When I was a growing up, I moved a lot. I had one sibling. I saw cousins on special occasions. I made friends, but they were hard to keep when I moved. The one constant friend in my world was my sister, but I did not treat her as a friend at the time.
I thought that being “big sis” was a job description. I corralled my little sister away from trouble and, sometimes, into it. Like a wild stallion, she bucked against being controlled and resented me for it. My control and her desire for freedom created friction in our relationship that would last into our thirties.
In my stubborn effort to control my sister, I said a lot of things that I regret now. My biggest regret now is that I never trusted her to make her own decisions. It took me too many years to let go of the need to control and protect her. I regret the years I lost misjudging her and devaluing her unique individuality.
As adults, we had to learn to treat each other as equals and respect our right to live our lives differently. As adults, we had to learn to love each other without judgement. My sister was the first to learn and show me that in our relationship. Her humility and patience has spoken volumes to me.
Where would we be today if we had learned all this earlier?
I’ve always been blessed with the gift of words, but that is not the same thing as being a responsible steward of how I use them. Sometimes being skilled with words just makes it easier to hurt someone with them. It’s not true that words can’t hurt us; words cut deep and leave lasting scars.
How do hurtful words effect us when we are children?
When kids say hurtful stuff to kids, we call it bullying. We counsel bullies to stop bullying and victims to not take their words to heart. When adults say hurtful stuff to kids, however, it sticks with them. Whether they want to be this way or not, kids are like sponges; they absorb what is said and done to them when they are young, and it shapes the adults they become. Hurtful words spoken to a child become issues they have to face in adulthood. When kids say hurtful things to adults, they challenge the adult’s ability to keep a level head. They make the adult feel disrespected and devalued and want to hurt them back. It is the challenge of an adult to not retaliate in revenge or hurt but to reinforce rules and boundaries and think before they speak.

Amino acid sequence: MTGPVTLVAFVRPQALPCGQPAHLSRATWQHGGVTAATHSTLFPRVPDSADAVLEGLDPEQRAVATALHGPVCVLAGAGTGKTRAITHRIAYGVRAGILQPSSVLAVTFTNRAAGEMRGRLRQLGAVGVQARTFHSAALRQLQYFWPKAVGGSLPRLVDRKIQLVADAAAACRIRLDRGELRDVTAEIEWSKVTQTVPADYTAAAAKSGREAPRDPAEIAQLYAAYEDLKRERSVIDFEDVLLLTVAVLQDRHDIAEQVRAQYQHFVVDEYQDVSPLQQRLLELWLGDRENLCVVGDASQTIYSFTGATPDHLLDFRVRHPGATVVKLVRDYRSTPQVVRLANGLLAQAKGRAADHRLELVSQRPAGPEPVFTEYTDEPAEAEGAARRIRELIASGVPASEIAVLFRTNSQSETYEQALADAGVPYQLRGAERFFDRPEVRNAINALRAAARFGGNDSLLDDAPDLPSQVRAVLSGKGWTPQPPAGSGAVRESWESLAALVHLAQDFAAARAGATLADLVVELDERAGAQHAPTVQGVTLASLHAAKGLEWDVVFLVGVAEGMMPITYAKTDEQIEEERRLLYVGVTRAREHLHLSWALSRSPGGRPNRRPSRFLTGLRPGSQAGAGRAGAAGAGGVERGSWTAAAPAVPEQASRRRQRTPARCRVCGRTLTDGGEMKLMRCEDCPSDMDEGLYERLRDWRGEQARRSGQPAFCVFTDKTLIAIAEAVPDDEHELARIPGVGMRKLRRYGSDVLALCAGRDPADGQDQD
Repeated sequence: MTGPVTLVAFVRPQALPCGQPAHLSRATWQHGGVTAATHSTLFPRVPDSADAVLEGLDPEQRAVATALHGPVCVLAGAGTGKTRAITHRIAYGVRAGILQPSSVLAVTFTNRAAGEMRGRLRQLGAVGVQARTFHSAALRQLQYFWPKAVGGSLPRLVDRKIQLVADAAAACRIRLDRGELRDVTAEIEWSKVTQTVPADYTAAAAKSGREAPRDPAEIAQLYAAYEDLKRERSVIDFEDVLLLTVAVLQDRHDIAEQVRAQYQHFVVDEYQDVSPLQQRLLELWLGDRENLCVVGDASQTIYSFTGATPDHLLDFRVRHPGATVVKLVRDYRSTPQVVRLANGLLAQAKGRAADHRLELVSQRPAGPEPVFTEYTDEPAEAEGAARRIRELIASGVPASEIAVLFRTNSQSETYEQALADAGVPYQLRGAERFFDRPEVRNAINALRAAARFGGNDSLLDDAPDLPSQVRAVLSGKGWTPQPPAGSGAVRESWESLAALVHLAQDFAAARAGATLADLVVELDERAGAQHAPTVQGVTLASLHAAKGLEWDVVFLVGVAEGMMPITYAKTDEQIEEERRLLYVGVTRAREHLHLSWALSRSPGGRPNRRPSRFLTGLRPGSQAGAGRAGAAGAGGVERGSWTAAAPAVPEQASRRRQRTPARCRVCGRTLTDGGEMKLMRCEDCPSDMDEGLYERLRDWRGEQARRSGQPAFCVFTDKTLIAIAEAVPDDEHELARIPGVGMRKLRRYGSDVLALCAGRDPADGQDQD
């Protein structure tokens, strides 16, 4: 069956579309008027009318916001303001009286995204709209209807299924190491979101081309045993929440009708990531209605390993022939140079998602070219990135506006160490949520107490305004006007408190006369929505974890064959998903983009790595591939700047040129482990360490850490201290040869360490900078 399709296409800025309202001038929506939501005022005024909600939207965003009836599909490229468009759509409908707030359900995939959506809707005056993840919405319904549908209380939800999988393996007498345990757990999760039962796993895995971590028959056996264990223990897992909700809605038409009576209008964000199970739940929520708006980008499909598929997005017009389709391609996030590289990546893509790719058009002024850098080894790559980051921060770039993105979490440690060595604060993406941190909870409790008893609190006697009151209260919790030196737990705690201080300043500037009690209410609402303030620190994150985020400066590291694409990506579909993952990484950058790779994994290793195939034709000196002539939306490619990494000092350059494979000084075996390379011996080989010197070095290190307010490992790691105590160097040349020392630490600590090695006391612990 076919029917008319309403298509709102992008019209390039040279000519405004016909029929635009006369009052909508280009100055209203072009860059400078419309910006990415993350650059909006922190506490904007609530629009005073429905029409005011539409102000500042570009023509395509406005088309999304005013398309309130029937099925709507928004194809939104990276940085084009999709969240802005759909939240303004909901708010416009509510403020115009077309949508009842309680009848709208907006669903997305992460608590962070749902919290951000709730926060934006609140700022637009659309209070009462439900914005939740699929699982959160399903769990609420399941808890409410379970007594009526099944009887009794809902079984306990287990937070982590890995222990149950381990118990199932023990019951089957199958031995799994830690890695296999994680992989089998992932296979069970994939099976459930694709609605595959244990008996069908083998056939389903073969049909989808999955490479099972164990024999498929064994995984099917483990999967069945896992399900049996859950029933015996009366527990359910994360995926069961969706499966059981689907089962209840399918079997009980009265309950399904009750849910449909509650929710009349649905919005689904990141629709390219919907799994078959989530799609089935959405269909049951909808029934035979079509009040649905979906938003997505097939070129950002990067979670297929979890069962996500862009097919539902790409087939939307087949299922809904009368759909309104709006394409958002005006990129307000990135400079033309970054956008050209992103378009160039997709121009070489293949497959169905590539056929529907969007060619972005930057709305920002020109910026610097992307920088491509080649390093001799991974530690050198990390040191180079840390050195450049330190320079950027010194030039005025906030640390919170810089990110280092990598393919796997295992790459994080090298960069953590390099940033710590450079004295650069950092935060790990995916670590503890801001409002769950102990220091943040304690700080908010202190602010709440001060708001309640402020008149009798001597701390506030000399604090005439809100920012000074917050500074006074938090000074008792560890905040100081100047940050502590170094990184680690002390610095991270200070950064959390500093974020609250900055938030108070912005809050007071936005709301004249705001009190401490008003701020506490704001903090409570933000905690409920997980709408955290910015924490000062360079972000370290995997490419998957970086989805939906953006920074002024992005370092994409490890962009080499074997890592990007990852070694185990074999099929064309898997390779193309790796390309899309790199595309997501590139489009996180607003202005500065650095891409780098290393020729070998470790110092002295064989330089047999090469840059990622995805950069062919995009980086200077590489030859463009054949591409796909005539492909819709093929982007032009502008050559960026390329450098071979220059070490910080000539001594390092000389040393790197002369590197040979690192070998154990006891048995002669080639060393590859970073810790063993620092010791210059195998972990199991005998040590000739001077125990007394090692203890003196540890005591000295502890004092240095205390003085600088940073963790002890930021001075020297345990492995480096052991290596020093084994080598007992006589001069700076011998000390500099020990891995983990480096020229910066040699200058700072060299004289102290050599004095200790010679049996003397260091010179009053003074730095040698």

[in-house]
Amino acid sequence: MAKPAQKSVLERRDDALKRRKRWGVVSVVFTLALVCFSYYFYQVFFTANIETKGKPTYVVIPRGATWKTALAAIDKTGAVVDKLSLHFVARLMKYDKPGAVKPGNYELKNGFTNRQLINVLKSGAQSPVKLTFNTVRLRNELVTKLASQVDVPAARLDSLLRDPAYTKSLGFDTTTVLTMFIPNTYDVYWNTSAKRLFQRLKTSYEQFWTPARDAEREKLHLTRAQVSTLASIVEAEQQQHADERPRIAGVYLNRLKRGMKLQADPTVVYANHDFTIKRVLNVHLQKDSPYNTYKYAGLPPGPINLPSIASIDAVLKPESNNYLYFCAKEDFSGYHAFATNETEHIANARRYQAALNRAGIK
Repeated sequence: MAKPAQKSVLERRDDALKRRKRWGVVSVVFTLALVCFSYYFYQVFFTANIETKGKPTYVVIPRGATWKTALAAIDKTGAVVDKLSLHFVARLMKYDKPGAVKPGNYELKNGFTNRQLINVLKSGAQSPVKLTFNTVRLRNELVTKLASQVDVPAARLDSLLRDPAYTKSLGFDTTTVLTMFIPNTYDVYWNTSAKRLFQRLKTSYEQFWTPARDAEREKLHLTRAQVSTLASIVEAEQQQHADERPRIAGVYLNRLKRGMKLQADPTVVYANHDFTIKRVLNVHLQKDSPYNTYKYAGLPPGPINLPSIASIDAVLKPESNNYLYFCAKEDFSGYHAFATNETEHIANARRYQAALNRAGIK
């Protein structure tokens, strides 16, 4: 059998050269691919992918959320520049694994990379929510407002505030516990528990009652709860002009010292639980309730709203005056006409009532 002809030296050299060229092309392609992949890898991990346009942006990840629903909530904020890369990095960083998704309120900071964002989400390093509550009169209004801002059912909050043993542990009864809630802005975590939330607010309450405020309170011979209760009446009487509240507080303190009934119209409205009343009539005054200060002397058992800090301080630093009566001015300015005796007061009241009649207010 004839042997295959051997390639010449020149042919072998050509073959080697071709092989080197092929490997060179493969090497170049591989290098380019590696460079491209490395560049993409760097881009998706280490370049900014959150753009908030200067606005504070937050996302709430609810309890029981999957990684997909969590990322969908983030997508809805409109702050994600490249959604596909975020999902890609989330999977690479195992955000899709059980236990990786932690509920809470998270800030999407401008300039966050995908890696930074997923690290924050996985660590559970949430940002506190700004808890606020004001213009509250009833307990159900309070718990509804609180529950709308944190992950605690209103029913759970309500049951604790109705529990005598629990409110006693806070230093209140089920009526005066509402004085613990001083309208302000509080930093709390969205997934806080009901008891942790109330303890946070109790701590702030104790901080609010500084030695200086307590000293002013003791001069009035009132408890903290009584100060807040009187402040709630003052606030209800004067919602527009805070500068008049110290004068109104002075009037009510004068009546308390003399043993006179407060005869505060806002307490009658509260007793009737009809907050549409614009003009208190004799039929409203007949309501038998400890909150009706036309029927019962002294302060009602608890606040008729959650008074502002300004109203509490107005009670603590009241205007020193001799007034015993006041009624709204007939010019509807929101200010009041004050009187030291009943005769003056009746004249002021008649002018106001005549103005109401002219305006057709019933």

It’s not always easy to be the adult when your feelings get hurt. I faced this recently when I visited my two nieces. The two angels that used to be enamored with everything I brought to do with them were now engrossed in their phones and barely saying “hello” to me. The auntie they referred to as their own fairy godmother was now out of magic. If they said anything at all to the adults around them, it was incredibly hurtful. They were 10 and 12 and already acting like teenagers.
In my great frustration, I wrestled with giving the girls a piece of my mind. I felt checked in my spirit about doing so. I felt God leading me to pray instead. I went online and found a prayer that spoke to the hurt I was feeling and I prayed it over my family.
Proverbs 4:23 instructs us to guard our hearts, but constructing healthy boundaries among the family God has placed us with is extremely challenging. In the gap between fresh hurt and restored peace, the words with which we choose to express our emotions can be critically wounding, or soul restoring. To process emotion as our Savior would, it’s best to talk out our conflicts with Him in prayer.